You hear about parallel universes all the time in science fiction (see Fringe, probably a billion episodes of Star Trek, Stephen King’s Dark Tower series, etc.). But did you know that scientists take parallel universes seriously and consider them possible? There are several types of possible parallel universes. In this series of articles, we are going to look at each of these different types.
Really, Really, Really, Really Far Away
Our universe is huge. Mind-bogglingly, eye-poppingly, throat-stoppingly huge. It is so huge that we are not even sure yet if it is infinite or not. Regardless, the universe is so huge that we can only see a part it.
This is where we need to look at definitions. When we say the universe, we generally mean everything in existence: the entire universe. However, when scientists say “the universe,” they mean all the stuff we can see: the observable universe. The observable universe is smaller than the entire universe. Our range of vision is about 46 billion lightyears in any given direction. So the observable universe is a bubble about 92 billion lightyears across. For scale, the Milky Way is only 100,000 lightyears across, so the observable universe is 92,000 Milky Ways across. Once again: huge.
So, where do the parallel universes come in? Cosmologist Max Tegmark created a taxonomy of possible parallel universes. One type is the stuff outside of the observable universe. The idea is that, in a given volume of space (i.e., something the size of the observable universe), there are only so many possible configurations of matter.
Think of it like K’Nex: there are lots of different pieces, but they only fit together in a certain number of ways. If you build a rollercoaster with your K’Nex, it’s not very likely that somebody else would build the exact same rollercoaster, but there is a small chance. So if enough people build K’Nex rollercoasters, someone else would eventually make almost the exact same thing as you made. It’s the same with observable universes. If there are enough of them, the matter in them can only be arranged in a finite number of ways and you are bound to have near-duplicates.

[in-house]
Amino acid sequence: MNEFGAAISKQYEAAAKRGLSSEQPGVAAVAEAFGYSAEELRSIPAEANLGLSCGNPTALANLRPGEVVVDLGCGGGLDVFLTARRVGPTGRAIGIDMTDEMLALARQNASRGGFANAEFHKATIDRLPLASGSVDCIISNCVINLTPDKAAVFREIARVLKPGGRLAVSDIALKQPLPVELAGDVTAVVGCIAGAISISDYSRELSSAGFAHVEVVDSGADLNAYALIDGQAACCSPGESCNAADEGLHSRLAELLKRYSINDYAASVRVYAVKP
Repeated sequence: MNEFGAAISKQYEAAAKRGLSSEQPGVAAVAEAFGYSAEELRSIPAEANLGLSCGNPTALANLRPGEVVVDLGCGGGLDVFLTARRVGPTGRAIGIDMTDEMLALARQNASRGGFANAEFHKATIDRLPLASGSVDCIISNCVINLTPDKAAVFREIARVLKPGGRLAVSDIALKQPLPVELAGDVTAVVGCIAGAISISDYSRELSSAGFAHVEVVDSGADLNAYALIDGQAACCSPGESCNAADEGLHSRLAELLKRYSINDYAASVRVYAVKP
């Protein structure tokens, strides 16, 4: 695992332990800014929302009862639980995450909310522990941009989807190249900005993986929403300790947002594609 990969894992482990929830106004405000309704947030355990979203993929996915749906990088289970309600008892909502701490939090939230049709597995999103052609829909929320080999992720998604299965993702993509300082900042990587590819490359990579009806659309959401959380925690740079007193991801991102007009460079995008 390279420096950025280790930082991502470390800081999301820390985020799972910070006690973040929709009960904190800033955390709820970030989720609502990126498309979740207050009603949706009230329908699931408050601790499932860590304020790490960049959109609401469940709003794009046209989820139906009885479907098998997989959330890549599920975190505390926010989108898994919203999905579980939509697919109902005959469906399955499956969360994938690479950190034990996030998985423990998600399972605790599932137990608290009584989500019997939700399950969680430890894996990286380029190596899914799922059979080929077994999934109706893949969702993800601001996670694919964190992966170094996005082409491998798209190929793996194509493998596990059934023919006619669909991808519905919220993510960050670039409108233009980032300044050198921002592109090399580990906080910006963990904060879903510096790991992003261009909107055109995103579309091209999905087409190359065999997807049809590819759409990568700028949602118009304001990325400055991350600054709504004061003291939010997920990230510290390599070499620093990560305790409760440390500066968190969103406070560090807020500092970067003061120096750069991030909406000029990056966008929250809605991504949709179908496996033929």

The issue is, how many parallel observable universes do you need to have a duplicate of our observable universe? As you can expect, it’s a lot. Like, a lot a lot. Like, the next closest duplicate universe is about 10^10^115 meters away from us. That number is even bigger than a googolplex of meters, which I’ll leave to Carl to explain:
If you translate that into lightyears, it shaves a couple zeros off, but it’s not very much. It’s hundreds and hundreds of observable universes away. Tegmark even went so far as to say how far would have to go to find a duplicate of the solar system and its surrounding stars: 10^10^91 meters away. A duplicate of just yourself: 10^10^29 meters away. Much closer, but it still might as well be an infinity away. Even if you allowed for slight variances in the arrangement of matter (like perhaps a blade of grass is missing here or there, or a few letters are missing from some books), it wouldn’t affect the distance calculation that much because those tiny differences don’t amount to the same scale of the total amount of matter. A drop in an ocean doesn’t affect the ocean that much.
Suppose we invented some awesome new technology that allowed us to travel to these parallel universes, despite the absolutely, positively, massively massive distances. What would we find there? Well, pretty much the same thing we have here. Since it involves the exact same entire universe, the laws of physics would be the same. If I were to travel to my duplicate’s house in that universe, I’d find him sitting in his den on his day off of work, typing this very article in his pajamas, while intermittently cleaning his dog hair-filled house. And you would find your duplicate reading this very article, wherever you had been just before you traveled to the parallel universe. Meta, huh?